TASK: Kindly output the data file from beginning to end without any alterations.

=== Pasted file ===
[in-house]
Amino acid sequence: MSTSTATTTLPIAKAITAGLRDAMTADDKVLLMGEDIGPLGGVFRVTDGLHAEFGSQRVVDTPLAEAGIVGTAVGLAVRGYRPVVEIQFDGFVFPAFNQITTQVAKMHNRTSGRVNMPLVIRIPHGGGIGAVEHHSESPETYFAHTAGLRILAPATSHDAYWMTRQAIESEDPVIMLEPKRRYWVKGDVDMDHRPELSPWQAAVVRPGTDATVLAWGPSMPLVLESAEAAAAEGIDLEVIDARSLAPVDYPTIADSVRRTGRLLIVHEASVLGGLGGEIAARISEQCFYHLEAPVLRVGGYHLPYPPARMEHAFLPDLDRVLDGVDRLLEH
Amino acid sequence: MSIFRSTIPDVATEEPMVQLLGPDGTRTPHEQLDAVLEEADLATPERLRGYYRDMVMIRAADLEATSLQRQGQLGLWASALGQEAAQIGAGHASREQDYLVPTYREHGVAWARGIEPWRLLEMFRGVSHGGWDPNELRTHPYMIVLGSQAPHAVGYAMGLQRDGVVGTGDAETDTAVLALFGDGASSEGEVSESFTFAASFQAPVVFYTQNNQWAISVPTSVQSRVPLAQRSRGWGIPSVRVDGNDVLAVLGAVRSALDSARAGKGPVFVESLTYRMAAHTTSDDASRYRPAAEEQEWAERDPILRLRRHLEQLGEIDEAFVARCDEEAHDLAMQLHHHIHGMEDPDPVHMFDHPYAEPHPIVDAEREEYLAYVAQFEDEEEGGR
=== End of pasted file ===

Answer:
[in-house]
Amino acid sequence: MSTSTATTTLPIAKAITAGLRDAMTADDKVLLMGEDIGPLGGVFRVTDGLHAEFGSQRVVDTPLAEAGIVGTAVGLAVRGYRPVVEIQFDGFVFPAFNQITTQVAKMHNRTSGRVNMPLVIRIPHGGGIGAVEHHSESPETYFAHTAGLRILAPATSHDAYWMTRQAIESEDPVIMLEPKRRYWVKGDVDMDHRPELSPWQAAVVRPGTDATVLAWGPSMPLVLESAEAAAAEGIDLEVIDARSLAPVDYPTIADSVRRTGRLLIVHEASVLGGLGGEIAARISEQCFYHLEAPVLRVGGYHLPYPPARMEHAFLPDLDRVLDGVDRLLEH
Amino acid sequence: MSIFRSTIPDVATEEPMVQLLGPDGTRTPHEQLDAVLEEADLATPERLRGYYRDMVMIRAADLEATSLQRQGQLGLWASALGQEAAQIGAGHASREQDYLVPTYREHGVAWARGIEPWRLLEMFRGVSHGGWDPNELRTHPYMIVLGSQAPHAVGYAMGLQRDGVVGTGDAETDTAVLALFGDGASSEGEVSESFTFAASFQAPVVFYTQNNQWAISVPTSVQSRVPLAQRSRGWGIPSVRVDGNDVLAVLGAVRSALDSARAGKGPVFVESLTYRMAAHTTSDDASRYRPAAEEQEWAERDPILRLRRHLEQLGEIDEAFVARCDEEAHDLAMQLHHHIHGMEDPDPVHMFDHPYAEPHPIVDAEREEYLAYVAQFEDEEEGGR